which conceived and bare him a son; whose name, and what he was an emblem of, are declared in the following verse. The Targum is,

"and he went and prophesied over them, that if they returned, it should be forgiven them: but, if not, as fig tree leaves drop off, so should they; but they added, and did evil works.''

(l) A rad. "perfecit, desiit", Gussetius. (m) Vox "significat massas ficuum compressarum et siccatarum", Rivetus, Tarnovius.

So he went and took {d} Gomer the daughter of Diblaim; which conceived, and bare him a son.

(d) Gomer signifies a consumption or corruption, and rotten clusters of figs, declaring that they were all corrupt like rotten figs.

3. Gomer, the daughter of Diblaim] Various attempts have been made to extract a meaning from these names, which by its appropriateness to the circumstances of the Israelites might favour the view that the events related are fictitious and not real. Gomer may plausibly be interpreted ‘perfection’ (i.e. consummate in wickedness), and Diblaim ‘cakes of figs’ (i.e. the sweetness of sin). Rahmer has pointed out this view in the Talmud (see Frankel’s Monatsschrift, xiv. 216 foll.), so that St Jerome’s similar explanation must have come from his Jewish teacher. But the fact that the children of Hosea (like those of Isaiah) have names which are obviously symbolic does not justify us in forcing an allusion out of the name of the mother. It has been suggested, but the view is not borne out by usage, that Diblaim is the name of Gomer’s birthplace; Diblathaim was a Moabitish town (see Jeremiah 48:22 and Moabite Stone l. 30). The termination is that of the dual.

bare him a son] i.e. bare a son, whom for the mother’s sake he recognized.

Verse 3. - So he went and took Gomer the daughter of Diblaim; which conceived, and bare him a son. Kimchi conjectures that "Gomer was the name of a harlot well known at that time;" he also explains the name, according to his view of its symbolic import, as follows: "Gomer has the meaning of completion;" as if the prophet said, He will fully execute on them the punishment of their transgressions that he may forgive their iniquity." The names of the children born to the prophet are significant and symbolical; and their symbolic significance is explained. The names mentioned in this verse are also significant, though their significance is not expressly stated, as in the former case; the cause of the omission being the fact that these names were not, like the others, now received for the first time, but simply retained. Gomer denotes "completion" or" consummation," from a verbal root signifying "to perfect" or "come to an end; and Diblaim is the dual of deblelah, the plural being debhelim, from the verb dabhal, to press together into a mass, especially a round mass. The meaning of the word, then, is "two cakes," that is, of dried figs pressed together in lumps. It may be observed, in passing, that the Greek παλάθη seems to come from the Aramaic form debhalta, by the omission of the initial daleth. But what is the mystic meaning which the prophet veils under the two names Consummation and Compressed fig-cakes (cakes of compressed figs)? The one may hint not obscurely consummation in sin and in the suffering which is the ultimate consequence of sin; while the other may imply the sweetness of sensual indulgences, especially such as idolatrous celebrants were prone to. If, then, the symbolical interpretation of these names be allowable, we may accept that given by Jerome. He says, "Out of Israel is taken typically by Hosea a wife consummated in fornication, and a perfect daughter of pleasure which seems sweet and pleasant to those who enjoy it." There is, moreover, an obvious appropriateness in the names thus symbolically understood. The prophet, whose name signifies "salvation," marries a woman who was a daughter of plea. sure and a votary of sin; this alliance represents the relation into which Jehovah, with his saving power, had mercifully taken Israel; but that people, unmindful and unthankful for such mercy, and intent on the indulgence of a sinful course, went from bad to worse in apostasy and idolatry till God at length left them in their impenitence and abandoned them to their fate. The conception and birth of Gomer's son to the prophet, though several authorities omit "him," give no countenance to the idea of the child being supposititious; and so far there seems to be some confirmation of the opinion of Keil referred to under ver. 2. Hosea 1:3"And he went and took Gomer, the daughter of Diblaim; and she conceived, and bare him a son." Gomer does indeed occur in Genesis 10:2-3, as the name of a people; but we never meet with it as the name of either a man or a woman, and judging from the analogy of the names of her children, it is chosen with reference to the meaning of the word itself. Gomer signifies perfection, completion in a passive sense, and is not meant to indicate destruction or death (Chald. Marck), but the fact that the woman was thoroughly perfected in her whoredom, or that she had gone to the furthest length in prostitution. Diblaim, also, does not occur again as a proper name, except in the names of Moabitish places in Numbers 33:46 (‛Almon-diblathaim) and Jeremiah 48:22 (Beth-diblathaim); it is formed from debhēlâh, like the form 'Ephraim, and in the sense of debhēlı̄m, fig-cakes. "Daughter of fig-cakes," equivalent to liking fig-cakes, in the same sense as "loving grape-cakes" in Hosea 3:1, viz., deliciis dedita.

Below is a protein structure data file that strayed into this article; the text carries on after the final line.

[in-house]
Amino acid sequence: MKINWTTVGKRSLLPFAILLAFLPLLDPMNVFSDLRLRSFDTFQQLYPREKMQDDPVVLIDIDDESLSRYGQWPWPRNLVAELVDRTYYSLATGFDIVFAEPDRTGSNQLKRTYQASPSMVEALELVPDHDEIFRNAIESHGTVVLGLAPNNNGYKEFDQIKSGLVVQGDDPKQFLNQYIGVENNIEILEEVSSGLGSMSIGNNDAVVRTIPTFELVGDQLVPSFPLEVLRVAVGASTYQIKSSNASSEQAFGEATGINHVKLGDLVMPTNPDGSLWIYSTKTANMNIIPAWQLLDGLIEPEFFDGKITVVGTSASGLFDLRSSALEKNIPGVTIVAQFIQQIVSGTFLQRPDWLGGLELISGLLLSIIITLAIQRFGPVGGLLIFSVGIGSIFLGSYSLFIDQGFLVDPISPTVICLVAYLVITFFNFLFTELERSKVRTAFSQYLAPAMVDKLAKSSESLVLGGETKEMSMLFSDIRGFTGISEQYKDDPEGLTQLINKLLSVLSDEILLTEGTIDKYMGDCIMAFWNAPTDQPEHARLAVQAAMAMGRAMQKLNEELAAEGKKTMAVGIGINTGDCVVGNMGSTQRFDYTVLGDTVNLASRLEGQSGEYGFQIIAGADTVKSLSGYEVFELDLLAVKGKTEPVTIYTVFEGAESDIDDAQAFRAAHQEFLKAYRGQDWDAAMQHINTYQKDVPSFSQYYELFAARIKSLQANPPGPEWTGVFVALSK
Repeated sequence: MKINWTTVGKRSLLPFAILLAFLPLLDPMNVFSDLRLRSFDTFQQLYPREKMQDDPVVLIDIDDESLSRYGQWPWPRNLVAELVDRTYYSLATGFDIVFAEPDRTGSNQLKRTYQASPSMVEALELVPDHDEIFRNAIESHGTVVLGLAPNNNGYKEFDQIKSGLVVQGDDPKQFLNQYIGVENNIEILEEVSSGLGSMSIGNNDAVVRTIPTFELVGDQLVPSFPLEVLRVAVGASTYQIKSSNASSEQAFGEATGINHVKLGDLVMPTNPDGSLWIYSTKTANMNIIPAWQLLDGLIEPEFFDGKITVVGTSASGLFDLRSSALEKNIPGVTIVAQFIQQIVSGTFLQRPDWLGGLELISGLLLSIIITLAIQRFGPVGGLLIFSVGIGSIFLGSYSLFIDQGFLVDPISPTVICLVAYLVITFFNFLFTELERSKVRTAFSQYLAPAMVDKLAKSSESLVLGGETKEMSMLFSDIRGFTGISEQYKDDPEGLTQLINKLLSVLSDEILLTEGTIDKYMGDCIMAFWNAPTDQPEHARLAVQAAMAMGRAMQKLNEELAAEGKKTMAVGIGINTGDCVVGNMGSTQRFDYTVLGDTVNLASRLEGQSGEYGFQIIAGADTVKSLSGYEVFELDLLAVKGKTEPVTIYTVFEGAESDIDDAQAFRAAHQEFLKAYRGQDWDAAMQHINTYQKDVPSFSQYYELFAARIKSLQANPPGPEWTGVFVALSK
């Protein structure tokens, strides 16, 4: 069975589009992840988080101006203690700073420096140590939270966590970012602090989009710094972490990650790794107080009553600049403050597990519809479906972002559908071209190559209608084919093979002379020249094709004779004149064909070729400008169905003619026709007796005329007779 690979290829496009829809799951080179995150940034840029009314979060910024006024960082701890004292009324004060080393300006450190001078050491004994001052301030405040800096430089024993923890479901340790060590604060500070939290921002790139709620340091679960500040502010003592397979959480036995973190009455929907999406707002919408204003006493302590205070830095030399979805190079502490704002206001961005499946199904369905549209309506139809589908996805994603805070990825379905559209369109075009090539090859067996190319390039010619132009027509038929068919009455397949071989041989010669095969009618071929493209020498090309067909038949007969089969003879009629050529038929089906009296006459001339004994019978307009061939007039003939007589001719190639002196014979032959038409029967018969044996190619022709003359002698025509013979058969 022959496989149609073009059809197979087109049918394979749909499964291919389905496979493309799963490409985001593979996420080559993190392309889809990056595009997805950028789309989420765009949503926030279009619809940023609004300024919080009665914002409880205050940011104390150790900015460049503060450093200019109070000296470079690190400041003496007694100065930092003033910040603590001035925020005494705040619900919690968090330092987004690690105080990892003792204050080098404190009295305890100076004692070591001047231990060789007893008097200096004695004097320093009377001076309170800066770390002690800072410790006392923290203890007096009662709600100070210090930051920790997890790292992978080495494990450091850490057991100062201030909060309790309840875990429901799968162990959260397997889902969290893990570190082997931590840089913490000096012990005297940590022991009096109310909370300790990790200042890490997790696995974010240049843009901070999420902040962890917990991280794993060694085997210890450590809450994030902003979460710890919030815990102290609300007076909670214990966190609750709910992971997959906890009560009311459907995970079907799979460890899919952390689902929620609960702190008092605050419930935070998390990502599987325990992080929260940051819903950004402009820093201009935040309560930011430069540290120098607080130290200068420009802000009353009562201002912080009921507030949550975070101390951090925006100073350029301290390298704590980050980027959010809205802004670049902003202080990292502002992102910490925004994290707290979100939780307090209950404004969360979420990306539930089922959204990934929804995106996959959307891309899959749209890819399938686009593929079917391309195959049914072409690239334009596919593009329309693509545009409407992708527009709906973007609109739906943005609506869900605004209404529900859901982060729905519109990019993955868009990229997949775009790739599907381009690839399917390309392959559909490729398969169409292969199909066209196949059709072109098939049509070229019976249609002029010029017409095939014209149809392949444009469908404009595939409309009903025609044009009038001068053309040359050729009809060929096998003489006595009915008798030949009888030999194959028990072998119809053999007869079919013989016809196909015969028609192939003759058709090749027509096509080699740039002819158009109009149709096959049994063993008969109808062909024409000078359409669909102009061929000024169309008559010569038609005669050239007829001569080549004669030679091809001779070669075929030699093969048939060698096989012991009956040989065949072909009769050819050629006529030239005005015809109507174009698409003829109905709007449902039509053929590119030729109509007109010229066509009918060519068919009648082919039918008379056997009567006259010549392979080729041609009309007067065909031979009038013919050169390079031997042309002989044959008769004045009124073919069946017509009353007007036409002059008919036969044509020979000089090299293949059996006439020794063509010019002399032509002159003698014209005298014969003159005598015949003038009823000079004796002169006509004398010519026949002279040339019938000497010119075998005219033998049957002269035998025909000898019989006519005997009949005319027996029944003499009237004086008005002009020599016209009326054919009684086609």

(Note: This is essentially the interpretation given by Jerome: "Therefore is a wife taken out of Israel by Hosea, as the type of the Lord and Saviour, viz., one accomplished in fornication, and a perfect daughter of pleasure (filia voluptatis), which seems so sweet and pleasant to those who enjoy it.")

The symbolical interpretation of these names is not affected by the fact that they are not explained, like those of the children in Hosea 1:4., since this may be accounted for very simply from the circumstance, that the woman does not now receive the names for the first time, but that she had them at the time when the prophet married her.